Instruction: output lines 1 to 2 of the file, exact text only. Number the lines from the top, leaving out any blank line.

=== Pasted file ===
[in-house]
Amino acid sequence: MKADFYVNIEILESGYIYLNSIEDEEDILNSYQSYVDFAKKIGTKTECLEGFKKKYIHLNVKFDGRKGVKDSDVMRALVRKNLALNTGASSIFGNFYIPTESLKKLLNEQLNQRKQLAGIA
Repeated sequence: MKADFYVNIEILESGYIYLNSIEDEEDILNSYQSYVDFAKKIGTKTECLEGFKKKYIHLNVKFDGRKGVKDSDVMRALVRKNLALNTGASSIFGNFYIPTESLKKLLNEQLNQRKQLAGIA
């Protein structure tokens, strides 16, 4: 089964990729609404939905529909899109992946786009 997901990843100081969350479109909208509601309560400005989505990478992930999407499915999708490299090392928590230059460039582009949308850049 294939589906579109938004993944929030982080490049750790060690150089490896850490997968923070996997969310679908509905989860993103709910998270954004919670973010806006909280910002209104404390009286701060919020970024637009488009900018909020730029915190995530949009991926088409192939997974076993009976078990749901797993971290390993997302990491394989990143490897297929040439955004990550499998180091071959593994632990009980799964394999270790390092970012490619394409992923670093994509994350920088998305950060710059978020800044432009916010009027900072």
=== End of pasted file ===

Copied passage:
[in-house]
Amino acid sequence: MKADFYVNIEILESGYIYLNSIEDEEDILNSYQSYVDFAKKIGTKTECLEGFKKKYIHLNVKFDGRKGVKDSDVMRALVRKNLALNTGASSIFGNFYIPTESLKKLLNEQLNQRKQLAGIA